Only on 7: Metro's cameras uncover fraudulent claims
(WJLA) - On Minnesota Avenue SE last September 14, it looked like a horrible bus accident. People limping, others on the ground, gurneys moving patients strapped down onto a mass casualty bus.
Then we started looking for the impact, the broken glass and torn metal. And all we found was a black mark down the side of a Park Service trailer where it scraped the sideview mirror of the bus. The mirror wasn't even knocked off.
The seven cameras on the bus saw it all.
"The actual cabin of the bus wasn't moved at all. No one hit anything on the bus. No one loses their balance. There were several people standing," says Dan Stessel, Metro’s spokesperson. “What those cameras showed is that people appear to be faking their injuries."
The video shows when passengers become aware of the scrape, the Park Service trailer stops, the bus stops, and the show begins.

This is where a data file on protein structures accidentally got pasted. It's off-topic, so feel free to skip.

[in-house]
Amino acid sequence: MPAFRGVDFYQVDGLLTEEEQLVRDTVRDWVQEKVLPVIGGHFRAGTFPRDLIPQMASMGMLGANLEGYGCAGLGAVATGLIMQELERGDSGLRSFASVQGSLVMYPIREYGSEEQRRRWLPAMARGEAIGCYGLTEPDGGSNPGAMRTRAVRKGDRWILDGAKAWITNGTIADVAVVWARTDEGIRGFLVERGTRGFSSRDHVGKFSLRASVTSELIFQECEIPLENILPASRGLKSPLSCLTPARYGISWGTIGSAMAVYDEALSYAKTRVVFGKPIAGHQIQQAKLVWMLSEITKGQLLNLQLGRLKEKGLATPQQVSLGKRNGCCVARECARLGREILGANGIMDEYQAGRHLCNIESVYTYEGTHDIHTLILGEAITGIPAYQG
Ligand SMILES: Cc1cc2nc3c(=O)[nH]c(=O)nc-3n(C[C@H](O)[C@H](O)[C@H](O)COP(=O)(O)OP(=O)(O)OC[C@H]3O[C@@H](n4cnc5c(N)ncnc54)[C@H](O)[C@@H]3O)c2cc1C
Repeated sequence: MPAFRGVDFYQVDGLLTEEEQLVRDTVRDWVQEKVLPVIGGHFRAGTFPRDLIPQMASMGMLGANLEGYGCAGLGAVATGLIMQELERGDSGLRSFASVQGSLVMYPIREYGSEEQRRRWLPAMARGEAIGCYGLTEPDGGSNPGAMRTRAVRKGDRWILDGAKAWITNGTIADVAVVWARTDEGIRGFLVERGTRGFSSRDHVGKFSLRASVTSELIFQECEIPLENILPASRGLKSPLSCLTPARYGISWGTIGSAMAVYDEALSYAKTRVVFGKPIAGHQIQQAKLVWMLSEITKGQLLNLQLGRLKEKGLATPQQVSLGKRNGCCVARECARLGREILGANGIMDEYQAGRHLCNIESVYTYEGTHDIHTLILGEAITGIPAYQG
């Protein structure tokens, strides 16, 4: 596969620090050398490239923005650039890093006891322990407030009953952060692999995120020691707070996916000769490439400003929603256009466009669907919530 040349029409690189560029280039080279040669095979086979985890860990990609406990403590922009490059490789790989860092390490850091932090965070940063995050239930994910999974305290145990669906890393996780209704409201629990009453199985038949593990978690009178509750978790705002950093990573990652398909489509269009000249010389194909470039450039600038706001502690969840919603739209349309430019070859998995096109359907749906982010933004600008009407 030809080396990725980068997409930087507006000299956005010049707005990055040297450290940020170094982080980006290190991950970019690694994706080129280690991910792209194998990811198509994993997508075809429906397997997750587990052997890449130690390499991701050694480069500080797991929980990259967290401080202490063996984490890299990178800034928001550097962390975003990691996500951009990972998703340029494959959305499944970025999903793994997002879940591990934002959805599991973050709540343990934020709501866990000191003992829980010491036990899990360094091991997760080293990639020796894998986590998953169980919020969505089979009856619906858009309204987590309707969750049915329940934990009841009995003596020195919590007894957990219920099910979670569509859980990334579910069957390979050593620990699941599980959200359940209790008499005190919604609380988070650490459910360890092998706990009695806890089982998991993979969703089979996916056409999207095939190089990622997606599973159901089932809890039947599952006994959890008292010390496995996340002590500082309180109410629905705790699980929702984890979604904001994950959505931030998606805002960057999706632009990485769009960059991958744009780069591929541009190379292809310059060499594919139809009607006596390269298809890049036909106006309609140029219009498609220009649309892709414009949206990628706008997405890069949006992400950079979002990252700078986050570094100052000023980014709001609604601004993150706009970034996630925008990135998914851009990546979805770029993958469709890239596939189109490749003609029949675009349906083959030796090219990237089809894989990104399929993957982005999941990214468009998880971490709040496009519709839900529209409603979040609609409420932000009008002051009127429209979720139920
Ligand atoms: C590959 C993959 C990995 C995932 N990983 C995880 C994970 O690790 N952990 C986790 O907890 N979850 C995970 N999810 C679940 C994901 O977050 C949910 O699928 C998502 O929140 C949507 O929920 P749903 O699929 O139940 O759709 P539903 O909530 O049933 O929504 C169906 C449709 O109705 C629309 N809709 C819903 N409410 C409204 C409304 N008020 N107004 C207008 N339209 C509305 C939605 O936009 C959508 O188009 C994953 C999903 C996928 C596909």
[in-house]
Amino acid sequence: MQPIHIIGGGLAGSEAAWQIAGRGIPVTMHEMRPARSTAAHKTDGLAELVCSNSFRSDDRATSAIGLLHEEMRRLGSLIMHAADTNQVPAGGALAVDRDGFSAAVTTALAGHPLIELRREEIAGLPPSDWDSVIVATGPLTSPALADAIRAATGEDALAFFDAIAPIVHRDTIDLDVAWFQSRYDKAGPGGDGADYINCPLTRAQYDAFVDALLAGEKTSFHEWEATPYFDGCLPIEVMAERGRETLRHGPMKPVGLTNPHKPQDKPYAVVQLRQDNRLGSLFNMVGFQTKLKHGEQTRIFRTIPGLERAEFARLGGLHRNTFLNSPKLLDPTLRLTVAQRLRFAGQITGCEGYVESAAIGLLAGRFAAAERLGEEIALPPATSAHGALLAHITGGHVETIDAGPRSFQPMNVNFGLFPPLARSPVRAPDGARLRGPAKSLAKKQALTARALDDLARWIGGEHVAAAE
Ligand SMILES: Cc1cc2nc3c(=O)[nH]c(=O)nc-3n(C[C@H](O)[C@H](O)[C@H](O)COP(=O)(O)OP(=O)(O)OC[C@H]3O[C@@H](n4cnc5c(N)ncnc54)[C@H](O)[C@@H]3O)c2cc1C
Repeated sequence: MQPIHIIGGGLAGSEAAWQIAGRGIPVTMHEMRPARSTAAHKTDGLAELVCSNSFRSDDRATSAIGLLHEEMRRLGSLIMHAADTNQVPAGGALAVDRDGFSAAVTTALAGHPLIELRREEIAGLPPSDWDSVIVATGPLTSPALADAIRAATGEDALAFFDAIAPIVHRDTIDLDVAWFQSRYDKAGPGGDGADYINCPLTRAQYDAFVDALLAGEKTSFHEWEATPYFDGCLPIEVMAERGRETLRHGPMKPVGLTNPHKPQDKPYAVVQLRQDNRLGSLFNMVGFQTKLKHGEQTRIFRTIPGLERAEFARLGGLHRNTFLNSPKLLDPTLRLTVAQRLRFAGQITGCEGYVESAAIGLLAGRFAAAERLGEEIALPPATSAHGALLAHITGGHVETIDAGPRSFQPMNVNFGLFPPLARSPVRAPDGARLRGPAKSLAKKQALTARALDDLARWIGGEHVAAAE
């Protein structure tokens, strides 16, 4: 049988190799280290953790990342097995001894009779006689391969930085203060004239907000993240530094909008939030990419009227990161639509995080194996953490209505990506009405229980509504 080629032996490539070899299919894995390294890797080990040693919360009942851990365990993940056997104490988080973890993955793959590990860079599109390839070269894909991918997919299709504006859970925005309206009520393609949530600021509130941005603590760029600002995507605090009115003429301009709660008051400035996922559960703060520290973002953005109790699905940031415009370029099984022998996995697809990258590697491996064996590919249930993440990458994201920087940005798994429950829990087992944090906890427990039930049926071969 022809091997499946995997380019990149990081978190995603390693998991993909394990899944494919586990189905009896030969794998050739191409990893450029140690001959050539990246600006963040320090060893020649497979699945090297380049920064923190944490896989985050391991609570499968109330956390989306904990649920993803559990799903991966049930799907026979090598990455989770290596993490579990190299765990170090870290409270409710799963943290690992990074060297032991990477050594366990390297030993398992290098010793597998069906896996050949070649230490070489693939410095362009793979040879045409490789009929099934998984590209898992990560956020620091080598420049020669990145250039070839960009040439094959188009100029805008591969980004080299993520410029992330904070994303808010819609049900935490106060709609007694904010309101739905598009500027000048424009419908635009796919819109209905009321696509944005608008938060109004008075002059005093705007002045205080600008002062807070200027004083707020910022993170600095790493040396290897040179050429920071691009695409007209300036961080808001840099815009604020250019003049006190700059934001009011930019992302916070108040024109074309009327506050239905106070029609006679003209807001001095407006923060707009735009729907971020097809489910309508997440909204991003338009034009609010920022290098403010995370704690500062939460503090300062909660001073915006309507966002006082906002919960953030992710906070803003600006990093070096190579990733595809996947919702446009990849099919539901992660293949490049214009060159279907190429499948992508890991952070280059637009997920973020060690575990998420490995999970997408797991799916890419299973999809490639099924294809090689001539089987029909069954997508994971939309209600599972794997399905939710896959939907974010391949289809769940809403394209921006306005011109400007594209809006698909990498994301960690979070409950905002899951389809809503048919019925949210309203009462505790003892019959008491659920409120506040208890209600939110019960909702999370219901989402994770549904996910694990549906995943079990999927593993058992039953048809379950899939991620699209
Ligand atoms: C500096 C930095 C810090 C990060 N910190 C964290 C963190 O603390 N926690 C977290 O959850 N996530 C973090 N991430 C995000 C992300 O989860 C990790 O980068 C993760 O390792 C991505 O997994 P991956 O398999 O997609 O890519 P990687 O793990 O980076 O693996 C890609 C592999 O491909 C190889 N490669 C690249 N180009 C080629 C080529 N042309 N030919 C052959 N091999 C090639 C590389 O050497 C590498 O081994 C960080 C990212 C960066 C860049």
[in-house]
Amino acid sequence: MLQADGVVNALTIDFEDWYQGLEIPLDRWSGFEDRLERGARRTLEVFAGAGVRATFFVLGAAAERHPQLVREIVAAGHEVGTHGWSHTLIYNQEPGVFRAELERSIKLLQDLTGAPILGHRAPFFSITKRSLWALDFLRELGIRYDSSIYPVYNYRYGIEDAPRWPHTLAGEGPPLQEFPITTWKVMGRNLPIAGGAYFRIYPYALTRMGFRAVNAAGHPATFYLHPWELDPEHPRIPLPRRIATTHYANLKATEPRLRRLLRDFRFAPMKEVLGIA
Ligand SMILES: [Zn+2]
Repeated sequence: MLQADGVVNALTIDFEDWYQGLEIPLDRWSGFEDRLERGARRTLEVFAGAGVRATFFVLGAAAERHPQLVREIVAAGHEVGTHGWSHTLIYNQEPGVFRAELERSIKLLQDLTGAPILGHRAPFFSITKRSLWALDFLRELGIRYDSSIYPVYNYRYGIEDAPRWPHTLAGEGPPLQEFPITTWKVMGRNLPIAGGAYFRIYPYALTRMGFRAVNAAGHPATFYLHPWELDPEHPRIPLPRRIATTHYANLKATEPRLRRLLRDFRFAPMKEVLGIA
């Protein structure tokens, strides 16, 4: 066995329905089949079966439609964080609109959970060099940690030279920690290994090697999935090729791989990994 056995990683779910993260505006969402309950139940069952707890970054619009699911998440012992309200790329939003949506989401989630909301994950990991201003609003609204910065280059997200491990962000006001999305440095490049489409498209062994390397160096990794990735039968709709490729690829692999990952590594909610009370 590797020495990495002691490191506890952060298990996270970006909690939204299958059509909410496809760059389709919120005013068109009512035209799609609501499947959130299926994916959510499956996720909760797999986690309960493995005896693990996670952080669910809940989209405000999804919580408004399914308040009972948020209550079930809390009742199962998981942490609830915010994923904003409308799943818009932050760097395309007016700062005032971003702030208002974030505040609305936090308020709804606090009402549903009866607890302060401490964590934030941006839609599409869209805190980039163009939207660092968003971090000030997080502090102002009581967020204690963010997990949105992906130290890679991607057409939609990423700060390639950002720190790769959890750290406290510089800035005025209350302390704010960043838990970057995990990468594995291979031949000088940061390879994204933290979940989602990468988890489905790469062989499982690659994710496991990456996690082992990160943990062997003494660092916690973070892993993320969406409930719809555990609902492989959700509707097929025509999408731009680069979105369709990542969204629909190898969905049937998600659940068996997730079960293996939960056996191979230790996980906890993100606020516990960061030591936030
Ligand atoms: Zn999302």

"We start seeing red flags when it's soft tissue injuries,” says Tom Reich of the National Insurance Crime Bureau. “There's no broken bones, there's not skin damage."
Reich says faking is widespread and it is hard to prove someone wasn't injured.
"But if you have video documentation, it's the best evidence you can have," he says.
And the claims of those injured bus riders when they learned they were on camera?
"I doubt that after word got out that anyone actually followed up on it,” Stessel says.
But when Maurice Owens followed up on a claim involving a Metro elevator, he was prosecuted. He had a court date last week.
Metro's camera saw no banana peel when Owens got on an elevator at Potomac Station, then he slipped on a banana peel as he left. Metro says he brought it with him to defraud.
When asked about it by ABC7, Owens refused to comment.
The cameras are making it hard to take a chance.
"If they see an opportunity to get a couple hundred, couple thousand dollars for little or no work, that's what they're going to do," Reich says.
Reich says many times insurance companies and self insurers like Metro determine it's cheaper for them to pay a small claim than contest it.
However with these cameras, they're showing the claimant the video and now asking , “Do you still want to sue?”